Good idea! But how to put it into practice? In this article I will give you an overview of how, where and what to sell.
Digital goods and physical goods
The first major distinction to make is between digital goods and physical goods, because sales are regulated and taxed differently. In other words, digital goods are all virtual goods, without physical support and downloadable on different devices. Physical goods are tangible ones and we have to ship them in a traditional way.
On the internet there are many ecommerce platforms that deal with producing and shipping one or both types of products. For example, Amazon allows you to purchase both a printed book and its digital ebook counterpart.
Where to sell?
There are so many opportunities. The most challenging is undoubtedly creating your own e-commerce site, which also implies we manage orders and shipping. I do not recommend it if you’re not on web design and programming, if you’re just starting your business or if you have no time or money to fund it.
With or without your ecommerce site, you can rely on external platforms depending on the type of customers you want to reach.
- Many artists find themselves well on Gumroad or RedBubble.
- The Facebook Shop (for pages) can be linked to your Instagram account to tag products.
- Amazon is suitable for books and ebooks.
- Etsy is dedicated to handmade craft products.
What to sell?
You are spoiled for choice! If this is confusing you, follow the list below to clarify your ideas and prioritize the products that are right for you.
- Avoid clothing and fragile items such as mirrors or mugs, unless you rely on an ecommerce platform that produces and ships them for you.
- Prefer small, light and easy to send objects.
- Do not offer everything, make some products only available in special situations, such as offers or holidays.
- Especially if you offer digital products, focus on evergreen: products that do not require updates once released.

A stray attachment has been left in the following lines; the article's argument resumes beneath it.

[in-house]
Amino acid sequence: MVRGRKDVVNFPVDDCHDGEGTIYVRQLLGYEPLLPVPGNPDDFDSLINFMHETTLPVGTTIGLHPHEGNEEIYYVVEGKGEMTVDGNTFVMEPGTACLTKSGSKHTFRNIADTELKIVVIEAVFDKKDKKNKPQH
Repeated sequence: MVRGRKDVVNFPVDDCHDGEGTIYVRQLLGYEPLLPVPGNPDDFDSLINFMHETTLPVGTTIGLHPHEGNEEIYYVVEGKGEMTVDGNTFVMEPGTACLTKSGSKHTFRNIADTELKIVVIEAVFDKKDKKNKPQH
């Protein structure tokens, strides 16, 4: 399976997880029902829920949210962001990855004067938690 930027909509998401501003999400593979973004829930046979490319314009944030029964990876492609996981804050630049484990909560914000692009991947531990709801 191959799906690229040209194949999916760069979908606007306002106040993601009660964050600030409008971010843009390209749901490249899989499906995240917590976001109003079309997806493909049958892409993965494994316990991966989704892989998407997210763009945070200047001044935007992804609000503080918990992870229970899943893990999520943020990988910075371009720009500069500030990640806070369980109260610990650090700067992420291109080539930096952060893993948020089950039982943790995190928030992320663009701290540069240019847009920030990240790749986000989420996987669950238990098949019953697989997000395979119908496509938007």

Finally, make sure you have a good profit margin. Platforms usually recommend a minimum price for each product, or you can browse similar products to see their usual price. Consider that from the sale price you will have to subtract all expenses:
- The percentage retained by the ecommerce platform
- The commission for the transfer of money
- Packaging and shipping (if you do)
This way you will have an idea of your profit margin on every sale. Some products will allow you a higher profit margin than others, this depends on several factors and often varies on a case by case basis.
How to get paid?
Whether you choose to sell physical or digital goods, you must take into account that you will need a minimum of logistics to make things work better. Let’s see how.
- PayPal is the most popular for implementation and security. It can be complicated to set up, especially at the beginning. However, after familiarizing yourself with the most common actions, it will work smoothly.
- Recharge PostePay / other prepaid cards can be an alternative payment method, or you can hook it to your PayPal account.
- Bank transfer. It is a manual and less immediate method. It becomes a useful alternative if a customer has issues with electronic payments.
The payment methods available depend on the platform on which you decide to sell. Usually, the platform collects for you, holds your commission and sends the remainder at regular intervals to the account or card you have set up.
If you use a sell-only ecommerce solution, you’ll have to package and send the requested products from time to time. In this case, I advise you to keep a stock management, however small, so you won’t get in trouble with stocks compared to incoming orders. Usually the ecommerce platforms and sites offer this basic feature.
If you have questions or experiences to share, please do so in the comments!